Date: Sun, 29 Sep 1996 10:38:14 -0500
From: Cynthia Bernstein bernscy[AT SYMBOL GOES HERE]MAIL.AUBURN.EDU
Subject: Re: Katie bar the door
The following explanation is offered by Frederic G. Cassidy (Chief Editor,
Dictionary of American Regional English), in an article entitled "DARE:
Some Etymological Puzzles," forthcoming in early 1997, _Language Variety
in the South Revisited_, edited by Cynthia Bernstein, Thomas Nunnally, and
Robin Sabino, University of Alabama Press.
My final example is an expression that had a considerable vogue in
sports broadcasting early in 1991: Katie, bar the door! There is no
question of the meaning: it is a signal of alarm, accurately translated as
`All hell is about to break loose'. We have appealed for help in NADS (the
newsletter of the American Dialect Society), and in American Notes and
Queries but without much response. It seems pretty clearly to refer to the
old story of the assassination in 1437 of King James the First of
Scotland. The King was in an outbuilding, unarmed, accompanied only by the
Queen and her ladies among whom was Katherine Douglas. When the attack
came, someone shouted, "Katie, bar the door!" But the murderers had
removed the bar, so Katie Douglas thrust her arm through the staples and
held on. The men were too strong for her, her arm was broken, and though
the King defended himself, he was killed. However, the heroic deed won
Katie the nickname of Barlass, the lass who barred the door, and her
praise was sung throughout Scotland. Now, the etymological question. How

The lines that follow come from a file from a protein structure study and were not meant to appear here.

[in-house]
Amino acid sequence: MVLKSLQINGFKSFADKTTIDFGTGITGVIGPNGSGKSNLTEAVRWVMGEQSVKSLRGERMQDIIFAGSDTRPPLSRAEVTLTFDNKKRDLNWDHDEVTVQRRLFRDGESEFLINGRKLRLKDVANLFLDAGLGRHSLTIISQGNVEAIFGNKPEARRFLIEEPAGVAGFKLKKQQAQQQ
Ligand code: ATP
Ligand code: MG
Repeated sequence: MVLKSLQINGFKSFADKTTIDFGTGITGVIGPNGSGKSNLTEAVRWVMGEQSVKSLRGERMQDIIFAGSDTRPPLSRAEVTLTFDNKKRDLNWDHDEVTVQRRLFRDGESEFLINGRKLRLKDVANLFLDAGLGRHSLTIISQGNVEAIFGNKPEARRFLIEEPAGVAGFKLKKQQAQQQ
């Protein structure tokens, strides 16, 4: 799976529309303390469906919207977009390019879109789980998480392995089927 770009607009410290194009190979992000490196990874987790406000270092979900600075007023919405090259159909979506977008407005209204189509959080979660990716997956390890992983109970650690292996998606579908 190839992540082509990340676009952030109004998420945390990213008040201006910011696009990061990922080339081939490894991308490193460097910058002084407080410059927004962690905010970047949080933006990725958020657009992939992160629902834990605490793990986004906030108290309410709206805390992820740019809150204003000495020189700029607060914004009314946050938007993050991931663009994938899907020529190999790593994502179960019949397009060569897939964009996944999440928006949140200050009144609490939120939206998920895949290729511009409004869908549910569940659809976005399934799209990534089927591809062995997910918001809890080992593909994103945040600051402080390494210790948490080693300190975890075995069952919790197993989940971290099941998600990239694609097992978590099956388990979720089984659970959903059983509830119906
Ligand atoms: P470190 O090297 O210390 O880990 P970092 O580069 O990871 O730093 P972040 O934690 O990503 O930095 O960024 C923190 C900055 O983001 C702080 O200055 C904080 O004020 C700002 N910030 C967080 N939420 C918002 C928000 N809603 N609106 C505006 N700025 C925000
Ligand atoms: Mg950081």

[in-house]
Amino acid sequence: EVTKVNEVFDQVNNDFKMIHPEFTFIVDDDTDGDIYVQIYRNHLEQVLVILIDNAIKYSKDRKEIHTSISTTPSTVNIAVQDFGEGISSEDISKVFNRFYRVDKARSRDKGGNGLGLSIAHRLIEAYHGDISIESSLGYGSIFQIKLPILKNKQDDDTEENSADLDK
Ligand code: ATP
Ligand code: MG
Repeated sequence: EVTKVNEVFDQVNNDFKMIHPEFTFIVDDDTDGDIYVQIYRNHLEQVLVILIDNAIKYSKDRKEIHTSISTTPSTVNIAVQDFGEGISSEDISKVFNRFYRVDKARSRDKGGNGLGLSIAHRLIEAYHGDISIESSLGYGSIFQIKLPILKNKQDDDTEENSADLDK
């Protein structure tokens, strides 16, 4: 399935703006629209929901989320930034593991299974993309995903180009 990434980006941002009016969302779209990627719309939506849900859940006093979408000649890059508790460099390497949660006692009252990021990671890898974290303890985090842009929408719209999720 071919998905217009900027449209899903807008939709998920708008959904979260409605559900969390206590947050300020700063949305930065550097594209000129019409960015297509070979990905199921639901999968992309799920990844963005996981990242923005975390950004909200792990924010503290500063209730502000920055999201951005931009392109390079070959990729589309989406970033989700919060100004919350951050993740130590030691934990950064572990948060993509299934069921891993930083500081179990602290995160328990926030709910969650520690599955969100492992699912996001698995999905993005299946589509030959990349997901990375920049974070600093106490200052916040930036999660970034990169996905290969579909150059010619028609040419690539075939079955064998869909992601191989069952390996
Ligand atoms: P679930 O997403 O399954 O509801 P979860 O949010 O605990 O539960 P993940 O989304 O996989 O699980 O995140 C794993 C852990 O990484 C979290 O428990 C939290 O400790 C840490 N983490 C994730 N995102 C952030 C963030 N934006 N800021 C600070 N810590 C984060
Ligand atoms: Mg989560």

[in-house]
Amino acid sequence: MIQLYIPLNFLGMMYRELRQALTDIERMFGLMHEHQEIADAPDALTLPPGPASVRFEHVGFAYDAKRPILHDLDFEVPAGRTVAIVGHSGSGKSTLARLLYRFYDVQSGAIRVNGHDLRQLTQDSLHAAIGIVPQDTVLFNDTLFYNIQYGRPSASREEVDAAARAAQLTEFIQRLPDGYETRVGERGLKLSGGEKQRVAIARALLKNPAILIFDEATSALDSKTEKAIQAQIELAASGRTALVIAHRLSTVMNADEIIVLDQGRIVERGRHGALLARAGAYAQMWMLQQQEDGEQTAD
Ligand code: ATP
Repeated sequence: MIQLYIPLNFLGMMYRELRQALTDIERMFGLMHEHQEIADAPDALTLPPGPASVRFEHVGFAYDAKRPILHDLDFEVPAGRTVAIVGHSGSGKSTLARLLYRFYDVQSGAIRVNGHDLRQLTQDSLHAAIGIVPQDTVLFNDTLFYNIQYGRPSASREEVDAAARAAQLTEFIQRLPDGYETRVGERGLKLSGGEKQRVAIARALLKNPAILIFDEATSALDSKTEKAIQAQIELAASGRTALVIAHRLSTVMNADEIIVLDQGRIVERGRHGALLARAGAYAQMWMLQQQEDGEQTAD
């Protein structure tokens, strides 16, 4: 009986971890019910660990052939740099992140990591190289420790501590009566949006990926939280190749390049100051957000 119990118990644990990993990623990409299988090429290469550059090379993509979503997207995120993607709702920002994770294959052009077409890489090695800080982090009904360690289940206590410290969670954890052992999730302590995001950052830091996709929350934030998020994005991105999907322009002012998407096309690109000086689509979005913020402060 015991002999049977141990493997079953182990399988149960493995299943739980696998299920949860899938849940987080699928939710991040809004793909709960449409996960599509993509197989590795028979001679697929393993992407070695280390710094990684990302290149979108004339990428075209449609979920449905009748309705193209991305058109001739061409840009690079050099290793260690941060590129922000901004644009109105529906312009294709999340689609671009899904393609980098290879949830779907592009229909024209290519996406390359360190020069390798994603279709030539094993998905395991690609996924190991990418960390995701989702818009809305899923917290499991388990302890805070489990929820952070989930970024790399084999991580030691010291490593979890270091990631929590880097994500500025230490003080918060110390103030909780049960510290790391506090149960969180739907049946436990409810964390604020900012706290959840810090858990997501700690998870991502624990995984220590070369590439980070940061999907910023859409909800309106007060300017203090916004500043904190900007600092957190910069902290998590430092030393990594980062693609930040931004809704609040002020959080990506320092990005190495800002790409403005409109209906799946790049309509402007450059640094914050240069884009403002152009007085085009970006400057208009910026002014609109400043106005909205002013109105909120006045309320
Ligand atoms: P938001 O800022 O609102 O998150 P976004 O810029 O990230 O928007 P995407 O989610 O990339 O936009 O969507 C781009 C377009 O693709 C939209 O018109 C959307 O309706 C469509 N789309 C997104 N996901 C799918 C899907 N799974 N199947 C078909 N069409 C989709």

did this phrase come to be used in the United States in the late twentieth
century? My best guess at present, based on no hard evidence but, I think,
a reasonable surmise, is that Katie bar the door was a line, perhaps the
refrain, of a popular song or ballad composed at the time of James'
murder, that it was brought to America by Scottish immigrants, as so many
ballads were, and that it lingered, most likely in Appalachia.
Unfortunately, I have found no published form of this putative ballad, and
if anyone knows it and can still sing it, he or she has not been found.
Nevertheless, Katie bar the door has been in wide use for a long time. It
is a reality, and the sense of it is exactly preserved in the form now
used by sports figures and fans. It would require only one player or one
sportscaster with Scottish roots to have revived it. Consider another
well-known Southern phrase, which once had a popular vogue in the baseball
world. "Sitting in the catbird seat" has been traced to Red Barber, a
sports broadcaster of the 1930s and 1940s. It was later used in a short
story by humorist James Thurber, who brought it to a wider audience. Katie
bar the door may well have followed a similar route. I have come upon no
competing explanation. But without some hard evidence, this particular
scenario is inconclusive. I appeal once again to all with an interest in
ballads or acquaintance with ballad singers. (pp. 280-281)
. . . . . .
Finally, Katie, bar the door. The reconstruction I have offered,
however plausible, does not produce an acceptable etymology. I hope that
someone may still find us some hard evidence. Till then, it is still
etym. uncert. (p. 281)
On Sun, 29 Sep 1996, Charles & Mary Boewe wrote:
When confronted by a calamity, either natural or man-made, my late father
(1898-1985) was likely to remark, "It will be Katie bar the door!" I had
supposed the expression was common to his generation and might be limited
to the Middle West. However, recently on his ABC news program, Ted
Koppel also declared that if certain things came about it would be "Katie
bar the door."
My questions are: Who was Katie? and Why did she bar the door?